Plans For A New Softball Backstop On Russell Field

The Softball Backstop
The current condition of the backstop as pictured above is still in working condition, but will be replaced soon. Renovations to it should begin in the summer of 2020.

At the November 25th meeting of the Longmeadow School Committee, Dr. Kevin Shea, School Committee Member and Longmeadow Softball Association (LSA) President, spoke about proposed renovations to the softball field on Russell Field.  The Committee approved a motion unanimously to “improve the varsity softball field including a new backstop and dugout installation.”  

Problems with the current softball field abound according to Dr. Shea.  There are no covered dugouts, the bleachers are old, and there is a gap between the bench fencing and the backstop allows balls to roll out of the field which interrupts play.  Dr. Shea noted that, “We got money from the Community Preservation Commission last year to improve Turner.”  Turner Park, which was recently renovated and serves as the playing field for Longmeadow JV softball, has covered dugouts and home run fencing, which were paid for by both the Longmeadow Softball Association and the Park and Rec Department.  The proposed improvements to Russell Field will not have a home run fence, so as to not interfere with other sports that use the field such as lacrosse and soccer.  

The expected cost of these renovations is around $50,000, with the majority coming from the LSA’s application for $40,000 from the Community Preservation Commission.  The remaining $10,000 will come from the School Department.  

The Longmeadow Softball Association currently has approximately 110 players from first through eighth grade, and about 40 players who participate in high school softball.  Many of those involved in the softball program are cognizant of the potential these improvements can have in generating greater support for the program.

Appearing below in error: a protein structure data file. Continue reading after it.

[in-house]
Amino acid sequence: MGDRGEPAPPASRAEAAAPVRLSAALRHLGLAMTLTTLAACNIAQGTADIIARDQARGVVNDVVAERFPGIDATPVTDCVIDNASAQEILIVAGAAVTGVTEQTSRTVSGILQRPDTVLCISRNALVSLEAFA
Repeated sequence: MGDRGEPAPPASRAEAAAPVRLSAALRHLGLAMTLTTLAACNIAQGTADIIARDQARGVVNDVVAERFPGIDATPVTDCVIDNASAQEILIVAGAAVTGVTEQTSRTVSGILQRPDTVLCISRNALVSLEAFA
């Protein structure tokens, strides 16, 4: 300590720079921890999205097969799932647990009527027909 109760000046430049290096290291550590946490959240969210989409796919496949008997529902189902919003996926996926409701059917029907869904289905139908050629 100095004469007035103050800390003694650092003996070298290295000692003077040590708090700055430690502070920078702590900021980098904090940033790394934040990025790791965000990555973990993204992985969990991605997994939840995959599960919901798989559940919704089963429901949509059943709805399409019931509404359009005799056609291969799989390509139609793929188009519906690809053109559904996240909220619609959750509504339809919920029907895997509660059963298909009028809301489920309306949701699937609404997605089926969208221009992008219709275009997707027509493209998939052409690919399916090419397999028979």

Athletic Director Michael Capotosto noted that the program’s numbers “have been okay, but we’re hoping to increase that, especially at the youth level.”  He hopes that, “this will build on the buzz they’ve already generated” with the renovations at Turner Park.  Grace Kimball, a junior who will get a chance to play on the field for her final year with the team, said that, “With these new backstops and dugouts, hopefully it will draw more attention to the Longmeadow Softball team and show that this town has varied interests and is willing to support all of its teams.” 

Softball Coach Steve Marcil echoed these sentiments.  He noted that, “This is going to be year 10 for me coaching at Longmeadow High School, and we’ve been asking for a long time for softball improvements, and Mr. Capotosto and our athletic department have really come through for us this past couple of years.”  He continued, “I’m hoping the renovations will give us a kickstart with kids being more excited to play softball.”  

Dr. Shea hopes that the new softball backstop will rival the condition of the baseball field. He said, “If you look at the baseball diamond on Russell, it certainly is a big disparity between what the baseball field looks like in terms of its dugouts and backstop versus what we have for softball. I think it’s important that the town demonstrates that we’re supporting both girls’ and boys’ sports… I’m hoping that we’ll show it through the infrastructure of the field.”  While the true impact of the renovations on the softball program in Longmeadow is yet to be seen, Dr. Shea believes that the renovations, “will just make girls more excited and recognize that the town has put its resources into the sport.”

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